“(A) IN GENERAL.—Not later than 2 years after the completion of each evaluation under paragraph (3), each energy manager shall consider—

“(i) implementing any energy- or water-saving or conservation measure that the Federal agency identified in the evaluation conducted under paragraph (3) that is life cycle cost-effective; and

“(ii) bundling individual measures of varying paybacks together into combined projects.

“(B) MEASURES NOT IMPLEMENTED.—The energy manager, as part of the certification system under paragraph (7) and using guidelines developed by the Secretary, shall provide reasons for not implementing any life cycle cost-effective measures under subparagraph (A).”.

(2) ANNUAL CONTRACTING GOAL.—Section 543(f)(10)(C) of the National Energy Conservation Policy Act (42 U.S.C. 8253(f)(10)(C)) is amended—

(A) by striking “Each Federal agency” and inserting the following:

“(i) IN GENERAL.—Each Federal agency”; and

(B) by adding at the end the following new clauses:

“(ii) TRACKING.—Each Federal agency shall use the benchmarking systems selected or developed for the agency under paragraph (8) to track energy savings realized by the agency through the implementation of energy- or water-saving or conservation measures pursuant to paragraph (4), and shall submit information regarding such savings to the Secretary to be published on a public website of the Department of Energy.

“(iii) CONSIDERATION.—Each Federal agency shall consider using energy savings performance contracts or utility energy service contracts to implement energy- or water-saving or conservation measures pursuant to paragraph (4).

“(iv) CONTRACTING GOAL.—It shall be the goal of the Federal Government, in the implementation of energy- or water-saving or conservation measures pursuant to paragraph (4), to enter into energy savings performance contracts or utility energy service contracts equal to $1,000,000,000 in each year during the 5-year period beginning on January 1, 2014.

“(v) REPORT TO CONGRESS.—Not later than September 30 of each year during the 5-year period referred to in clause (iv), each Federal agency shall submit to the Secretary information regarding progress made by the agency towards achieving the goal described in such clause. Not later than 60 days after each such September 30, the Secretary, acting through the Federal Energy Management Program, shall submit to the Committee on Energy and Commerce of the House of Representatives and the Committee on Energy and Natural Resources of the Senate a report describing the progress made by the Federal Government towards achieving such goal.”.

SEC. 8. Reduce redundant health payments for seniors.

(a) Study.—The Secretary of Health and Human Services, in cooperation with the Secretary of Veterans Affairs and the Secretary of Defense, shall conduct a study examining the extent to which payments may be made under both the Medicare Advantage program and under the veterans health care system or the TRICARE program for health care furnished to individuals who are eligible under such Medicare Advantage program and the veterans health care system or the TRICARE program.

(b) Report.—The Secretary shall submit a report to Congress on the study conducted under subsection (a). The report shall contain recommendations that—

(1) preserve access to benefits under the Medicare program for individuals eligible for such benefits;

(2) focus on satisfaction and health outcomes of such individuals with respect to such benefits;

(3) provide for the efficient use of Federal funds;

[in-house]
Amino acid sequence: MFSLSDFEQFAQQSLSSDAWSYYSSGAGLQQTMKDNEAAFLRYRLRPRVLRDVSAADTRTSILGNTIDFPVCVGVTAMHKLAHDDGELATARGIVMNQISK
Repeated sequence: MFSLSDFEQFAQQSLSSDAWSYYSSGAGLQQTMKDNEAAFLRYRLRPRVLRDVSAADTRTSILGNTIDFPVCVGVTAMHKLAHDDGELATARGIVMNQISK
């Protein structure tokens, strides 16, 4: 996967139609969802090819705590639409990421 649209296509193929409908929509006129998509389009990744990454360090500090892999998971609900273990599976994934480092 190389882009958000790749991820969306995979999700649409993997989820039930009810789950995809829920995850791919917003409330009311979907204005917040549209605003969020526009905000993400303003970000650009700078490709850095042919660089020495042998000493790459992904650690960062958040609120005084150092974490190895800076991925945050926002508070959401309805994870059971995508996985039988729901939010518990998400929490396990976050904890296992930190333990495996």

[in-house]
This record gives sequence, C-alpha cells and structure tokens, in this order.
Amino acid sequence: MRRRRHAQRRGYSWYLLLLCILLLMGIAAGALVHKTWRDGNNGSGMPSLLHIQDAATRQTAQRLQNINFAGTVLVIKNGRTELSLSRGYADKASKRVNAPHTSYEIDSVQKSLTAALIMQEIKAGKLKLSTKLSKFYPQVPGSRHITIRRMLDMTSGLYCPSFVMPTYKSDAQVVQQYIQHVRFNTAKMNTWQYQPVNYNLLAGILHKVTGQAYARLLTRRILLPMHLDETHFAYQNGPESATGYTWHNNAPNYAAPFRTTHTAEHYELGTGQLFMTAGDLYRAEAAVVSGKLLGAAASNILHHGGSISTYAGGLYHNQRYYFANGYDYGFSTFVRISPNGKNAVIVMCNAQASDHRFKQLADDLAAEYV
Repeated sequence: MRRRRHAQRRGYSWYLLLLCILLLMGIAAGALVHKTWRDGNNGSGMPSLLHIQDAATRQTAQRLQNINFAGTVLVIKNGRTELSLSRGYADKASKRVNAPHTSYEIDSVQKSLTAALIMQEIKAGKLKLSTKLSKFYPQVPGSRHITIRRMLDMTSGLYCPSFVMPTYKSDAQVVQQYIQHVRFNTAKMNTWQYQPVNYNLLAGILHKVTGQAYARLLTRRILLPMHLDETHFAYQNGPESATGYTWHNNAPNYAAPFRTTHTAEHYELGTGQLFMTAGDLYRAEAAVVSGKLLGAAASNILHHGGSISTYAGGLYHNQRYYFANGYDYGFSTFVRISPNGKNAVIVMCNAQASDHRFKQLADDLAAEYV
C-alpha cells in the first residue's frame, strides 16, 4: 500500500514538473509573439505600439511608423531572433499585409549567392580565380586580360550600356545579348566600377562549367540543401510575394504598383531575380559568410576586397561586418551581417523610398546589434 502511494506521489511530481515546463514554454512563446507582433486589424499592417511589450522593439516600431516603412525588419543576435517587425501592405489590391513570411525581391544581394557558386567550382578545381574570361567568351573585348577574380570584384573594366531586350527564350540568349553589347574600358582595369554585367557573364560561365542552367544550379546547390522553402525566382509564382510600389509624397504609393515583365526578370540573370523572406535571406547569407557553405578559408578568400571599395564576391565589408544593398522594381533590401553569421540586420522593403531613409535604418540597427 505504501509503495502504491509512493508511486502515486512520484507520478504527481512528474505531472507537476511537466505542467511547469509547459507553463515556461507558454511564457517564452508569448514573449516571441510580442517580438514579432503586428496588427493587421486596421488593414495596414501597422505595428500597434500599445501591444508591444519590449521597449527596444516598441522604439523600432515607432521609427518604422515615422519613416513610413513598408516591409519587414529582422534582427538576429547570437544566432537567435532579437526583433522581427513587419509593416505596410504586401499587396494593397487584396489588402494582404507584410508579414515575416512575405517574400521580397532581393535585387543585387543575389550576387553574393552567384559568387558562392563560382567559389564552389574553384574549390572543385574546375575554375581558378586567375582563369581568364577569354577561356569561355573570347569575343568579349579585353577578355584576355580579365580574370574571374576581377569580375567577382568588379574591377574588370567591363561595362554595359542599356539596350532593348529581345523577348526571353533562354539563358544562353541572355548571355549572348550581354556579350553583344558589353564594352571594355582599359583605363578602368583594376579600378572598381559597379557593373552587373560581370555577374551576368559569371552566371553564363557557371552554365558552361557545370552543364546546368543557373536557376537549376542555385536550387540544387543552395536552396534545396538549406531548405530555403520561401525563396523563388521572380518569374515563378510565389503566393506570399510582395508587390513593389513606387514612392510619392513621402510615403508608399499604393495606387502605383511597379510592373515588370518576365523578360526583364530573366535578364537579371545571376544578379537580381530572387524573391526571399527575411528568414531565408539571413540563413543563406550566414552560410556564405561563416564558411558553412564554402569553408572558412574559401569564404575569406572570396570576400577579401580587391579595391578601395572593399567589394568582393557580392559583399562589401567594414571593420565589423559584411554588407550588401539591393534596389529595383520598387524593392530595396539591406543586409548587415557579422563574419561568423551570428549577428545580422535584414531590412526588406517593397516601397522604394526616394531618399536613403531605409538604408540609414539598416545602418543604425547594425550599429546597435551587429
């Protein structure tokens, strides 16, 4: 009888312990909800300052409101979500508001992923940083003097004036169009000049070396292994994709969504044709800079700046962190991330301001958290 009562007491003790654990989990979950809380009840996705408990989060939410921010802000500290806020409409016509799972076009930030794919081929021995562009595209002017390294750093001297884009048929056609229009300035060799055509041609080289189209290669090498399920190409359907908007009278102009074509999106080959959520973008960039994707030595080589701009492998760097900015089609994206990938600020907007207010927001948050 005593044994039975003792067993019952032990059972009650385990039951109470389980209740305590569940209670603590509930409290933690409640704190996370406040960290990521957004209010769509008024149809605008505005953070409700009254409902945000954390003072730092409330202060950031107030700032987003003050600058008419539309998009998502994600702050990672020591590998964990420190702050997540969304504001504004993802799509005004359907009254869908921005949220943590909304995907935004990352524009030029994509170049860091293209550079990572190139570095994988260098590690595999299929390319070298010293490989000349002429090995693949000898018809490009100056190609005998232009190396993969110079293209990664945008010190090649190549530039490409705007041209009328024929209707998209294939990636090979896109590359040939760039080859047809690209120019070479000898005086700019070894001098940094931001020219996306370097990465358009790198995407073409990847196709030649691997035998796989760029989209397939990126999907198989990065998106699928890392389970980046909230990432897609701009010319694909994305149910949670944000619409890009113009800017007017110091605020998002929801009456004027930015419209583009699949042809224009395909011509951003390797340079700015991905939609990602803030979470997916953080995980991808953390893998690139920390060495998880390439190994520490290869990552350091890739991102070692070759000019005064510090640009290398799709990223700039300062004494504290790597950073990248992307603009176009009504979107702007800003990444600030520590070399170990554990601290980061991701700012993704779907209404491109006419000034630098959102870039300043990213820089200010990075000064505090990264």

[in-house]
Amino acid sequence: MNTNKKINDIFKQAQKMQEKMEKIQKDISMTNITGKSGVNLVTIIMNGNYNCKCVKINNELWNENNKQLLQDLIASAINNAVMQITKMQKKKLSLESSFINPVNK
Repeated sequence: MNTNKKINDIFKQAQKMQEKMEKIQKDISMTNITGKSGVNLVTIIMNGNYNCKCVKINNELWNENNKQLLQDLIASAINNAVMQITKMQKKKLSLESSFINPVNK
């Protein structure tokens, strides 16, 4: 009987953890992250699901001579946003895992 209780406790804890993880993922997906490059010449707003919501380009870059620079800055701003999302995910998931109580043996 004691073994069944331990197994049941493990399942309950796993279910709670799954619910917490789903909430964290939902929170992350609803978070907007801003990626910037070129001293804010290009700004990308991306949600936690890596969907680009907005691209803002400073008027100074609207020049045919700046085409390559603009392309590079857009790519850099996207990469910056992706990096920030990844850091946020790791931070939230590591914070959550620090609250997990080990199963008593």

(4) account for the adequacy of the veterans health care system and the TRICARE program; and

(5) minimize disruption to the availability of Medicare Advantage plans and networks of providers participating in such plans.

(c) Definitions.—In this section:

(1) The term “Medicare Advantage program” means the program under part C of title XVIII of the Social Security Act.

(2) The term “TRICARE program” has the meaning given that term in section 1072(7) of title 10, United States Code.

(3) The term “veterans health care system” means the health care system established under section 1705 of title 38, United States Code.

SEC. 9. Efficient Medicare billing.

(a) Option To receive Medicare Summary Notice electronically.—

(1) IN GENERAL.—Section 1806 of the Social Security Act (42 U.S.C. 1395b–7) is amended by adding at the end the following new subsection:

“(c) Format of statements from Secretary.—

“(1) ELECTRONIC OPTION BEGINNING IN 2015.—Subject to paragraph (2), for statements described in subsection (a) that are furnished for a period in 2015 or a subsequent year, in the case that an individual described in subsection (a) elects, in accordance with such form, manner, and time specified by the Secretary, to receive such statement in an electronic format, such statement shall be furnished to such individual for each period subsequent to such election in such a format and shall not be mailed to the individual.

“(2) ONE-TIME REVOCATION OPTION.—An individual who makes an election described in paragraph (1) may revoke such election once.

“(3) NOTIFICATION.—The Secretary shall ensure that, in the most cost effective manner and beginning January 1, 2017, a clear notification of the option to elect to receive statements described in subsection (a) in an electronic format is made available, such as through the notices distributed under section 1804, to individuals described in subsection (a).

(2) ENCOURAGED EXPANSION OF ELECTRONIC STATEMENTS.—To the extent to which the Secretary of Health and Human Services determines appropriate, the Secretary shall—

(A) apply an option similar to the option described in subsection (c)(1) of section 1806 of the Social Security Act (42 U.S.C. 1395b–7) (relating to the provision of the Medicare Summary Notice in an electronic format), as added by subsection (a), to other statements and notifications under title XVIII of such Act (42 U.S.C. 1395 et seq.); and

(B) provide such Medicare Summary Notice and any such other statements and notifications on a more frequent basis than is otherwise required under such title.

(b) Renewal of MAC contracts.—Section 1874A(b)(1)(B) of the Social Security Act (42 U.S.C. 1395kk–1(b)(1)(B)) is amended by striking “5 years” and inserting “10 years”.